Because he was shy about his wooden leg, Henry Lee changed in the bathroom. “Honky doctor give me a honky leg,” he joked sometimes to his close friends, but color, though the leg was too light for him, wasn’t the problem. The stump made him shy: some ten inches of rounded thigh instead of tapering into a knee, ended. “Yeah,” he’d say, “honky doctor tripped me up,” and he’d laugh, casting his eyes downward.
But you didn’t know Henry Lee wore a fake limb unless you’d seen it or unless someone you trusted told you. He limped some toward the end of a day, having carted heavy meat trays up and down the stairs, and he massaged himself sometimes, but you didn’t know unless you knew. And if you knew, you understood that when his lips squeezed tight and he winced, more than the stump was ailing him.
He was a crackerjack meat cutter, swift and clean with his strokes, mean sometimes when he had too much to drink. His knife was part of him, an extension gliding through meat like a skate blade on ice. He’d cut a man once and pulled time for it and in that fight his own leg had been slashed. Now the stump ached intolerably on rainy days and in the cold. He blunted the pain with bourbon, often stealing if off the boss’ bar. Since he and Bill had been partners, Bill had done his share of the stealing.
When it ailed him, and sometimes just like that, he wished he’d killed the bastard. Just a good twist would have done it but the knife was in so deep his fingers had slipped into the warm fluids between the parted flesh. He was panicked and scared, and when his free hand grabbed his own leg and felt ice, he knew he was in for it: the wind had chilled his own blood. One hand in the warmth, the other in the cold, his educated fingers could not deceive him. “Motherfucker,” he’d said laying there, wishing he could get up to run.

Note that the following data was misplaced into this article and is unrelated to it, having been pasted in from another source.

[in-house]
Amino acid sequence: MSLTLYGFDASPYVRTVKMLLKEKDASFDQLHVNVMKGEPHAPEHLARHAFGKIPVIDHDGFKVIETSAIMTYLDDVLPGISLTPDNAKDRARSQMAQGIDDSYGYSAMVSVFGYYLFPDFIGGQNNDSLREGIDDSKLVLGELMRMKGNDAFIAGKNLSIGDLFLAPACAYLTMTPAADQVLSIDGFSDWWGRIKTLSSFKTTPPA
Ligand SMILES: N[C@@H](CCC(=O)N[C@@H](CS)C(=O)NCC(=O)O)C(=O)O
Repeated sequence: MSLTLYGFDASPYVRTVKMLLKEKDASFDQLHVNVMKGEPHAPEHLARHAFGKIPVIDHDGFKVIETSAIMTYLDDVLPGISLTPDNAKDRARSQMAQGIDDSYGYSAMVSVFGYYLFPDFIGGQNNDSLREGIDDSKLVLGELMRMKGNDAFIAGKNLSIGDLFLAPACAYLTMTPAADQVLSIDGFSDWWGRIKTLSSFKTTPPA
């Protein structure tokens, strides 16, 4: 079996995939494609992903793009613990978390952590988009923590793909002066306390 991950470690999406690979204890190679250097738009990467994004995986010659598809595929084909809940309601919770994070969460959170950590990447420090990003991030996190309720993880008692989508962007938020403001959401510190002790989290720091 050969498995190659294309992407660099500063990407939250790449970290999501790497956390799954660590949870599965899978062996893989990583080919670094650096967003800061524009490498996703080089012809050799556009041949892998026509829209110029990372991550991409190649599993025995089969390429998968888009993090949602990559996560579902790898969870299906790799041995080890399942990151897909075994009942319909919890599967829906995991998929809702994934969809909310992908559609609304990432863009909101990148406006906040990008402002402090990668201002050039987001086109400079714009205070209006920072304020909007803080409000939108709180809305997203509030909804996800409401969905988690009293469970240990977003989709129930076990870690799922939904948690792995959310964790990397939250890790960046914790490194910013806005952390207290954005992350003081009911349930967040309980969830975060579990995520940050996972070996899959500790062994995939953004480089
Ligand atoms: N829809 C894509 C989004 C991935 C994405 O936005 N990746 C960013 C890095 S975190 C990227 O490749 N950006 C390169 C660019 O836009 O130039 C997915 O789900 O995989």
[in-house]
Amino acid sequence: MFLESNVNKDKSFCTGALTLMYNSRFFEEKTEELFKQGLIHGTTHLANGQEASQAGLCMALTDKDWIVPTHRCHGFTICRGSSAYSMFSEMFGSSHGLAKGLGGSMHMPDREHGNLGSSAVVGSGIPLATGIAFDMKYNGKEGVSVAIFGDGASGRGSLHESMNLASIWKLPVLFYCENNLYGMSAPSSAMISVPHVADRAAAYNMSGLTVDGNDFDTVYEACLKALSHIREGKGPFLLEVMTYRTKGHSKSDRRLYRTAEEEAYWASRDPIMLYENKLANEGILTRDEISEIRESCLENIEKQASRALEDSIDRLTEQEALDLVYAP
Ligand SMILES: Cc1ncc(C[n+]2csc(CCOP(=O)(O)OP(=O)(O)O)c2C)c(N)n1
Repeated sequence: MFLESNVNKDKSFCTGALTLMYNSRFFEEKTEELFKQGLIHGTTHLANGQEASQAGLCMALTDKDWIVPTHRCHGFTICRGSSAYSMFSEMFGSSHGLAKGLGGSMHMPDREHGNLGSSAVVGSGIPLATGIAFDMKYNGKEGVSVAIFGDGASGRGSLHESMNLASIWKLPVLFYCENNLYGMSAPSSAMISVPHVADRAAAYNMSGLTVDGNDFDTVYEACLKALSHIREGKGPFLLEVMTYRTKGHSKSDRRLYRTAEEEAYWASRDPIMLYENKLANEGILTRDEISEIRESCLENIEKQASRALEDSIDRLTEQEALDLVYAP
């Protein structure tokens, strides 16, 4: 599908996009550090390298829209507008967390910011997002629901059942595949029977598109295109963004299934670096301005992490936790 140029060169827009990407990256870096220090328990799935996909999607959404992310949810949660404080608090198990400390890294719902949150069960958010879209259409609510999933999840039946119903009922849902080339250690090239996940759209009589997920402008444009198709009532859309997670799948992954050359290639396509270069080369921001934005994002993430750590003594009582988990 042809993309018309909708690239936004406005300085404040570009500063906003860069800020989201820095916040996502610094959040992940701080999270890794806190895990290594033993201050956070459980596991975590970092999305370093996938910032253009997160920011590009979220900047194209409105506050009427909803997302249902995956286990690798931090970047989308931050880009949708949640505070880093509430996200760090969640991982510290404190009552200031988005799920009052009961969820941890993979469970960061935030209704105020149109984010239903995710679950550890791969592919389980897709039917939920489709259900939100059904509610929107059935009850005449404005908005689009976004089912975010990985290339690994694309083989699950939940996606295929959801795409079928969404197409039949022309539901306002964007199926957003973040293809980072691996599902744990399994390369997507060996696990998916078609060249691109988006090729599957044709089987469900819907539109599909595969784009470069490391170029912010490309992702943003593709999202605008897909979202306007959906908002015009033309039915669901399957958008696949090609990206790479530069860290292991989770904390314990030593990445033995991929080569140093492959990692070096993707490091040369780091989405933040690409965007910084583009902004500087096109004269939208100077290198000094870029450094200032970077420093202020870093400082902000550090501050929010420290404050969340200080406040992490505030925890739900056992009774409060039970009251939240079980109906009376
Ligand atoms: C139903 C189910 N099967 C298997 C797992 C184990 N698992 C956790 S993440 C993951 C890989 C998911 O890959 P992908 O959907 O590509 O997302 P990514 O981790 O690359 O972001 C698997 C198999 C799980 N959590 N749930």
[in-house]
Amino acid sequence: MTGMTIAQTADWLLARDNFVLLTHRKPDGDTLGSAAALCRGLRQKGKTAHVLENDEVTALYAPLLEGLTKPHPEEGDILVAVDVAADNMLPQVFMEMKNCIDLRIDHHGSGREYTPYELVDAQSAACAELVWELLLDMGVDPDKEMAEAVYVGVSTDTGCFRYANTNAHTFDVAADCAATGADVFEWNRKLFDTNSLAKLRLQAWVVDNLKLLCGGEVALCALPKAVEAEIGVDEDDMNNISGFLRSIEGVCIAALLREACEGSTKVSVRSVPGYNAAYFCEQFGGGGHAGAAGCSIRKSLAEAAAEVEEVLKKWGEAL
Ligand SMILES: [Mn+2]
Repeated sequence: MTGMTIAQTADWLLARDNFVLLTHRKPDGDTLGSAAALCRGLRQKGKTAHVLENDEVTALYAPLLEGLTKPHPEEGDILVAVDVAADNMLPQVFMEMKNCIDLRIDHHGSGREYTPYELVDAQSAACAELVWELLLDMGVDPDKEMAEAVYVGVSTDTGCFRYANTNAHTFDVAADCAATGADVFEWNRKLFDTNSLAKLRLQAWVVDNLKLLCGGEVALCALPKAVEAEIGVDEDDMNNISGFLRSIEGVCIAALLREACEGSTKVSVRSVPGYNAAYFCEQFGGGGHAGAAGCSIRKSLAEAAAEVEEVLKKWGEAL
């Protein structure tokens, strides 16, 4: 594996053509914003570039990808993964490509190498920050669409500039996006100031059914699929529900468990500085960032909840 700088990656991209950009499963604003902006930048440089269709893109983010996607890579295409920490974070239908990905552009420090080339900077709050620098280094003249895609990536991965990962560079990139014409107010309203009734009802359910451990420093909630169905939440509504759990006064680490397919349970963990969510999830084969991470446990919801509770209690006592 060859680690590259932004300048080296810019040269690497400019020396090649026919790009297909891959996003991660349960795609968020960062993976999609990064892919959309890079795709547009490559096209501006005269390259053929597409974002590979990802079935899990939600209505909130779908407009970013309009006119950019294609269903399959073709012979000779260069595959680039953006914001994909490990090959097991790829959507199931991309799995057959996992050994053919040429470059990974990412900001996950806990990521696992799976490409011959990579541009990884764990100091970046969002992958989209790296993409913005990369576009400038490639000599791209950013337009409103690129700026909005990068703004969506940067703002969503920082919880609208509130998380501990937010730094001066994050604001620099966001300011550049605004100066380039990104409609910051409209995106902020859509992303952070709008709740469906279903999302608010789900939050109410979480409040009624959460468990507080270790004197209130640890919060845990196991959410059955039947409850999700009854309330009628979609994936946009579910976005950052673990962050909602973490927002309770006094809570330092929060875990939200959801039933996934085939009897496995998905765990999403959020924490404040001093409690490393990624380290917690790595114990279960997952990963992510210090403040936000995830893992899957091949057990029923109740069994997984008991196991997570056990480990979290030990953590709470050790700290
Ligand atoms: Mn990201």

Mary knew about the leg, and so did Bea and Robert and Tommy, and someone older might have read the signs and guessed. But Bill did not know at first, and at the times he might have noticed, he was busy flirting with a hostess or a waitress. Henry Lee liked it this way. It made it his game.
He and Mary had discussed it.
“Bill’s too busy with the girls,” Mary said.
“I’m hip,” Henry Lee said. “It’s his time for that.”
“He don’t know what it’s his time for.”
“Maybe it’s better that way.”
“Mercy,” Mary had said. “I wouldn’t mind giving him some of this, neither,” she said. She patted between her legs and smiled at Henry Lee. “But that’s for later maybe.”
Meat was coming in this particular day, the day Bill would finally discover Henry Lee had a false leg. They had been drinking heavily, more so than ordinarily. Down in the meat room after the lunch service, Bill could see Henry Lee’s eyes glazed over. He knew his own eyes were glazed too because he was floating, just starting to hear the high-pitched buzz he usually heard before he was drunk. He took himself a cutting knife and a boning knife and set up his station.
Henry Lee was cutting tenderloins. “Cut two strips,” he said to Bill, “and then we’ll bone the short loins.”
Bill said “Okay” and went to the walk-in, returning to his station with a slab of meat. He took up the sharpening steel kept between him and Henry Lee, honed his blade and started to cut.
Mary had been hanging out during the afternoon lull. She sat on the stainless steel counter, her feet crossed at the ankles. She was swinging her legs as she did and stayed to watch him cut and trim a few steaks before she got up. “Mercy,” she said, then, “See you later,” and she left. Upon her exit, Henry Lee took out the bottle of bourbon and passed it to Bill.